Locals share importance of portraying Santa at Christmas
Wayne Sealock of Front Royal stumbled into becoming a professional Santa Claus after a bit of trouble as a junior in high school.
“I went to the military high school here in town,” Sealock said. “Instead of marching for five hours straight with a rifle, I dressed up as Santa Claus for an hour.”
And he’s been doing it ever since.
So began Sealock’s humbling rise in the world as Santa Claus. Many of the origin stories for these Santas are similar to Sealock: filling a void left by a previous community member or a child telling them they look like jolly St. Nicholas. Gigs vary from volunteer work at local firehouses and nursing homes, to greeting town residents with candy canes to private events and parties.
Portraying Santa isn’t an easy job. It takes determination and a cool confidence. Putting on that jolly red suit is more than filling a big pair of black boots. It’s carrying on a holiday tradition dating back generations. It also helps to have a Mrs. Claus to keep Santa in line.
Sealock is a second generation Santa, following in the footsteps of his father. Front Royal residents typically recognize Sealock by his jolly laugh. From Black Friday on, Sealock puts on his traditional Santa suit, made by his wife, Sue, and greets tiny tots of all ages listening to their Christmas wants and wishes.
“I enjoy so much seeing the smiles on the kids’ faces. Seeing the smiles on the elderly faces,” Sealock said. “It’s what Christmas is about.”
Sealock is one of many Warren County residents who portray Santa and his helpers on Christmas Eve. “I’ve been riding on top of the ladder truck at Station 1 for over 30 years,” Sealock said. This year he has passed the tradition on to his son. “I’m semi-retiring,” he said. But don’t fret, Sealock added, residents will still see him around town during the Christmas season.
“Even Santa needs to retire,” he said.
Over at the North Warren Volunteer Fire and Rescue station in Front Royal firefighters Mark Lantz and Jeanie Deem don their own Santa and Mrs. Claus uniforms for a special Christmas Eve tradition. Lantz, a firefighter with 23 years under his belt, has been playing Santa since 2002. While Deem, a firefighter with 10 years of experience, has been Mrs. Claus for the past six.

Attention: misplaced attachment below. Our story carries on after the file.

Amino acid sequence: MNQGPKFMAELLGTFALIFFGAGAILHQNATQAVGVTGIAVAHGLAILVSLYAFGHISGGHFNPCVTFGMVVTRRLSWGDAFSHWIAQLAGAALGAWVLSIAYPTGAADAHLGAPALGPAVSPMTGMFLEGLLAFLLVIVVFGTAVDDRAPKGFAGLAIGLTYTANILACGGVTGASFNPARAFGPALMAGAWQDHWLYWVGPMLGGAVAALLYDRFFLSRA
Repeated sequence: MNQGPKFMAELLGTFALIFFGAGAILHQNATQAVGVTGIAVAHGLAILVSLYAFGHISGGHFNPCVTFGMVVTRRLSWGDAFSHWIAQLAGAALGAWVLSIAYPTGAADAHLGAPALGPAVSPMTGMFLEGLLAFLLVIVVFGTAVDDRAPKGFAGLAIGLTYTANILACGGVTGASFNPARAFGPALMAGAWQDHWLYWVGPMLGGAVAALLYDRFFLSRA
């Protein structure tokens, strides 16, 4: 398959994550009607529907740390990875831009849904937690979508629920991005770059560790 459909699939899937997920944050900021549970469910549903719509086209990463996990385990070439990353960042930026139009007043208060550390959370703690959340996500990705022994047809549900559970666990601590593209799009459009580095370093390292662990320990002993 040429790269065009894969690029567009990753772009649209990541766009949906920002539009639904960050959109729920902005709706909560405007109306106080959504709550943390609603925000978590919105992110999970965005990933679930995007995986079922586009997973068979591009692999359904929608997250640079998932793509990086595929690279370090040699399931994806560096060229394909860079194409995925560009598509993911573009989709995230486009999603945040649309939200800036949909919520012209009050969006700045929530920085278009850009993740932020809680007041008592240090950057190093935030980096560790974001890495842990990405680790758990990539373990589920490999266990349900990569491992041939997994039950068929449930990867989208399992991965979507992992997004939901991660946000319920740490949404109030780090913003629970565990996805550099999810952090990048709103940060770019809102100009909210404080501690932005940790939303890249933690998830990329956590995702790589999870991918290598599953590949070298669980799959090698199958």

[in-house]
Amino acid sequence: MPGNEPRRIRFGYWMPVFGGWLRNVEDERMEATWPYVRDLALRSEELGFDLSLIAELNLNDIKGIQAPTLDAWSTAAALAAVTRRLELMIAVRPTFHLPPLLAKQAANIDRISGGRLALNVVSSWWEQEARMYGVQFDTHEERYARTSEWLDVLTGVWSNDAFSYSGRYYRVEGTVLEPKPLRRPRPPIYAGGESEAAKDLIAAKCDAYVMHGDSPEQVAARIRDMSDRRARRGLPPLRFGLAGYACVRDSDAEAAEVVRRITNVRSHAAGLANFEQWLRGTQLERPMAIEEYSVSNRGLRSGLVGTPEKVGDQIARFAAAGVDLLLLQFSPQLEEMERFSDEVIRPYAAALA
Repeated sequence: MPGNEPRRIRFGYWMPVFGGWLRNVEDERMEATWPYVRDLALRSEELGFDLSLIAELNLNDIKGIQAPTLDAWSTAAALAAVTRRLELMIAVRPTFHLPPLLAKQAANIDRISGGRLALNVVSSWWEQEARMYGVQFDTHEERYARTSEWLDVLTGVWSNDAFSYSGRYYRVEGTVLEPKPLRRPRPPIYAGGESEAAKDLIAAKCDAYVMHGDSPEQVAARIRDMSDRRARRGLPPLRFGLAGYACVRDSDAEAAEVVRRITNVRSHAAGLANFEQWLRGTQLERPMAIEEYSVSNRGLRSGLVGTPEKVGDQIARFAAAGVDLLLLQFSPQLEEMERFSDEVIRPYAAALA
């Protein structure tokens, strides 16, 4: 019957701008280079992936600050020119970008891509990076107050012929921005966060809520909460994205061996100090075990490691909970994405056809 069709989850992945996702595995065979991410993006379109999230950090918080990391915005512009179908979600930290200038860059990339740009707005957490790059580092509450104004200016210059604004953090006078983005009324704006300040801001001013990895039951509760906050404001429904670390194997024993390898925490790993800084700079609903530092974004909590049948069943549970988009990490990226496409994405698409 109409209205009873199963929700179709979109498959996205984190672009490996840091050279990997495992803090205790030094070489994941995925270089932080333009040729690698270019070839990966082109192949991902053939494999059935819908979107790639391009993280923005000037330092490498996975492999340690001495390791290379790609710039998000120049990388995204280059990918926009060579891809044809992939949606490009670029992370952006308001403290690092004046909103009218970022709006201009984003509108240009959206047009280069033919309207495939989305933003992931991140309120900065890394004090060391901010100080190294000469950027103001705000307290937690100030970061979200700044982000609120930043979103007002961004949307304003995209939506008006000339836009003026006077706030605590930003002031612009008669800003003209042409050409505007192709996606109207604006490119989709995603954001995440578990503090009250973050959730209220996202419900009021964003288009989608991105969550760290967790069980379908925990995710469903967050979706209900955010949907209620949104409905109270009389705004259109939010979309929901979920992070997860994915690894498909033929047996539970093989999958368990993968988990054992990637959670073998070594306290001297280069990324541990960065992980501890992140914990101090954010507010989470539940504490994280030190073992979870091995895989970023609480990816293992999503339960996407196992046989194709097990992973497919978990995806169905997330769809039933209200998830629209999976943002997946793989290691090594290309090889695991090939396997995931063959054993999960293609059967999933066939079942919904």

“It’s more rewarding than anyone will ever know,” Deem said. “When a little kid sees me sitting in a chair, their eyes just light up, “Lantz added. Both agree the experience pulls at their heartstrings.
Lantz portrays North Warren’s Santa during their annual ‘Breakfast with Santa’ event. He also gets out into the community where he knows Santa makes a difference for the less fortunate. Lantz recalled helping a single mother with two children celebrate Christmas by delivering presents to their home. It was a simple gesture but Lantz said emotionally it was worth it “just to see those two kids happy.”
On Dec. 24 Deem will join Lantz for the time-honored tradition of Santa on a fire truck. “It’s one thing when they see Santa,” Deem said. “But when they see me, Mrs. Claus sitting next to him, they just jump and squeal with joy.”
Residents will know when Lantz and Deem have entered their neighborhoods. “People just honk their horns like crazy,” Deem said laughing. Look for North Warren’s Santa and Mrs. Claus Christmas Eve; they’ll be on the big fire truck passing out candy.
After their children joined the military, John and Judy Hall of Strasburg put on their Mr. and Mrs. Claus suits after a family friend told John he “really” looked like Santa, white beard and all. That was over 20 years ago.
Time has flown for the couple. “It doesn’t seem like its been that long, but I know it has been,” Judy said. Over the years John has gained a favorable reputation as Santa. So much so, town residents know him as the “Strasburg Santa.”
“I’m flattered,” John said. “But we do it for one reason,” he said. The children.
For a number of years the Halls have visited students with special needs in Woodstock where they have passed out stuffed animals. They also participate in many town events including the Strasburg and Mount Jackson Christmas parades. Santa and Mrs. Claus are often spotted at First Bank on West King Street and at local nursing homes.
Some of John’s most memorable Christmas wants from children have included chickens and pancakes. “This little girl sat on my lap and I asked her what she wanted from Santa,” John said. “She looked at me and said ‘one pancake”. “You never quite know what a child will ask for,” Judy added.
Children will stop Kermit Orndorff and ask him if he’s the real Santa. “From a block away a child will see me and instantly light up.”
The longtime Strasburg resident says it happens quite frequently. “I’ve been in Wal-Mart in July and children have stopped me and asked.” Orndorff said he tells the children he’s Santa’s helper. “Don’t want to spoil it,” he added.
Like the others, Orndorff dresses up as jolly Santa for the children. “Since retirement, I’ve had more time on my hands,” he said. Aside from dressing up for children, Orndorff puts on his suit for neighbors, the four-legged and sometimes “just because.”
A common thread that links all these individuals together is their love for their community. “When you see a person, regardless of age become excited to see you dressed as Santa, you realize how important this role is,” Sealock said.
“It’s not just a holiday tradition,” Orndorff said. “It’s a big job. An important job,” he added. “It’s about providing love to the community and mankind.”